Finding Darmstadt's landmark is not difficult: like a protective hand, the Wedding Tower on a hill just east of the city centre raises the fingers of its pediment. The "Wedding Tower" is part of the unique ensemble from the times of the Artists' Colony Darmstadt from around 1900 and points the way to Mathildenhöhe.
As a reaction to industrialisation, around 1900, artist colonies were created in Germany. In Darmstadt, on the "Musenhügel", a document of the departure for modern forms of construction and housing grew - starting point for modern industrial design. That is why not only the people of Darmstadt find their city crown unique, the Conference of Ministers of Education put the Mathildenhöhe on the German proposal list for future UNESCO World Heritage Sites.
The application documents for the World Heritage nomination of the Mathildenhöhe Darmstadt have already been submitted. The final nomination dossier and all other documents will be submitted to the Conference of the Ministers of Education and submitted from there through the Federal Foreign Office as an official application by Germany in 2019 to UNESCO in Paris. Current information about the project "World Heritage!" and lots of background information on the artists and buildings on Mathildenhöhe can be found on www.mathildenhoehe-darmstadt.org.
Discover the Mathildenhöhe
Darmstadt Marketing offers numerous guided tours on the Mathildenhöhe. In addition to the general tour "Mathildenhöhe Darmstadt - On the way to the UNESCO World Heritage" also tours of the Museum Artists' Colony Darmstadt, guided tours in the Russian Chapel or costumed tours of the area are on offer. In addition to public appointments, for which individuals can purchase tickets online and in the Darmstadt Shop, all tours can also be booked individually for groups.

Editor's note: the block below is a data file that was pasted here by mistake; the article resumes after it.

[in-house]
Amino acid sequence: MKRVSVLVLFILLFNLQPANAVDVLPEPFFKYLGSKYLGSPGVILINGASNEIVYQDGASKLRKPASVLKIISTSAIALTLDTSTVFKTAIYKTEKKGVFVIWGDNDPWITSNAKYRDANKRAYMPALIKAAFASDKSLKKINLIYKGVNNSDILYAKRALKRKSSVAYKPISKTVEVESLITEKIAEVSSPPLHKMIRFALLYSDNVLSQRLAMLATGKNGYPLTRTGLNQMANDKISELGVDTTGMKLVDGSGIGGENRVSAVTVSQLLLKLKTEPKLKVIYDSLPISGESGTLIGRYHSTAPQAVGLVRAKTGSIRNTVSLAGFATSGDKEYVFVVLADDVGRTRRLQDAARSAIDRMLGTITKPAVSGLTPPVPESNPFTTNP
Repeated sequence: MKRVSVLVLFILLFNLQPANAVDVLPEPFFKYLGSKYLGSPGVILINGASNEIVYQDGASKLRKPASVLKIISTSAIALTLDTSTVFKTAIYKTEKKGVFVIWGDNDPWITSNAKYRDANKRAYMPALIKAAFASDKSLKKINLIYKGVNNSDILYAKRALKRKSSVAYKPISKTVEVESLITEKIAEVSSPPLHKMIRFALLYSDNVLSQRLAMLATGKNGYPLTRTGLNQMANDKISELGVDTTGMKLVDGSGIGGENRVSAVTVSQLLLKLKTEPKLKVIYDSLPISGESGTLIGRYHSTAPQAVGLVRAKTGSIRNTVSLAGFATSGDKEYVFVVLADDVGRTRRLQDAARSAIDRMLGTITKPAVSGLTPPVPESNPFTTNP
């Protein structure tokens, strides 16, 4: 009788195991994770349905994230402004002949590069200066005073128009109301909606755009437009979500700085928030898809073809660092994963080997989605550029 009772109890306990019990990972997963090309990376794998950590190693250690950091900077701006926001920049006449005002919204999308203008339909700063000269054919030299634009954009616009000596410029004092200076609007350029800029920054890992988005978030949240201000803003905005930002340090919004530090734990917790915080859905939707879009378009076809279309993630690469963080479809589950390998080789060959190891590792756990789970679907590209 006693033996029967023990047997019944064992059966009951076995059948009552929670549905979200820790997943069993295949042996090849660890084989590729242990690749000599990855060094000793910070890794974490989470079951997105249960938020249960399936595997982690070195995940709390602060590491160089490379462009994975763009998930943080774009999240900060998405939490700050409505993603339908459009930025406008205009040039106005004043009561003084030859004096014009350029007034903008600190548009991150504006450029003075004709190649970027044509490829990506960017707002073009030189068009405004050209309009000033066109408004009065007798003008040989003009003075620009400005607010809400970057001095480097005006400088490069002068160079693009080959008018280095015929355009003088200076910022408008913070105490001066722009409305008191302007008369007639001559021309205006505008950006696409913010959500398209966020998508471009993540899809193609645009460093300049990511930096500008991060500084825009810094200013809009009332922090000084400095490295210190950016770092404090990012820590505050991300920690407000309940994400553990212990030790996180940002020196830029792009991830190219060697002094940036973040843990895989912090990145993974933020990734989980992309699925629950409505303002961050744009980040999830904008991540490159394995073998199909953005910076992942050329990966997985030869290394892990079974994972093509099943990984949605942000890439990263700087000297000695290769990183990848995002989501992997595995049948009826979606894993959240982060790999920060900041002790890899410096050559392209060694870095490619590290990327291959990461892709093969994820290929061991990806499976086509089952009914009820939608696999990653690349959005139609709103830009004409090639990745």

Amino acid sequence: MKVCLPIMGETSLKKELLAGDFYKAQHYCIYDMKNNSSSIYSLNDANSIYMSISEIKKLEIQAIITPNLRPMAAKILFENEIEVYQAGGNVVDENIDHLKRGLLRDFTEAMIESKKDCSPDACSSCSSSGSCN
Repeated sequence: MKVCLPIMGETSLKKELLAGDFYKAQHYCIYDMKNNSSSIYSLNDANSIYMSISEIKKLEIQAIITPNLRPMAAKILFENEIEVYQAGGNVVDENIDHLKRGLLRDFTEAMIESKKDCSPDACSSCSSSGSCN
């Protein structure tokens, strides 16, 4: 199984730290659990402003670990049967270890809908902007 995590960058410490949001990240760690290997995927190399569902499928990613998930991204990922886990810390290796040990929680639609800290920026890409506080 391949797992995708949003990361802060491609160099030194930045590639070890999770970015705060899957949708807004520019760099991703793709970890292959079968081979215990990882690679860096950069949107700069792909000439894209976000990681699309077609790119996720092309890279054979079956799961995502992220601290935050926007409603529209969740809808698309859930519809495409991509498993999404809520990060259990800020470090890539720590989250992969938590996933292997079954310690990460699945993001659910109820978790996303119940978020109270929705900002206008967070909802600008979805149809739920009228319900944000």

Book your ticket for a public guided tour on "Guided tours".
Individual tours for groups can also be booked online.
Artists' Colony Museum Darmstadt
The Ernst Ludwig House was designed as a studio building by Joseph Maria Olbrich. Since 1990, the Artists' Colony Museum exhibits here the work of all 23 artists who worked on the Mathildenhoehe between 1899 and 1914. Downhill from the museum lie seven of the eight artists‘ houses, which were show-cased during the first exhibition in 1901 (three further exhibitions were held in 1904, 1908 and 1914).
Impressions: Mathildenhöhe Darmstadt
©Darmstadt Marketing/Rüdiger Dunker
With the Mathildenhöhe App you go on a journey through time on Mathildenhöhe. Historical views are superimposed with current images and illustrate how the Mathildenhöhe developed during and after the Artists' Colony.
Art Nouveau in Darmstadt
UNESCO World Heritage in the region of Darmstadt
Darmstadt ist part of the Geo-Naturpark Bergstraße-Odenwald, which, since 2015, is part of the "International Geoscience & Geoparks Programm" of UNESCO and thus bears the label "UNESCO Global Geopark".
The Geopark extends between the rivers Rhine, Main and Neckar on more than 3,500 km², with a spacious landscape with diverse nature and geology, worth protecting.
The Messel Fossil Pit was added in 1995 as the first German natural monument in the list of UNESCO World Heritage. It uniquely sheds light on the early evolution of mammals and documents the history of earth's evolution 48 million years ago, when explosive changes in the flora and fauna took place after the end of the dinosaur age.
The Lorsch Abbey was a Benedictine abbey. It was founded in 764 and was a power, intellectual and cultural centre until the high Middle Ages. The Lorsch King's Hall is the architectural highlight of the UNESCO World Heritage. The building with its antique and early medieval facade decoration is one of the best preserved examples of Carolingian architecture.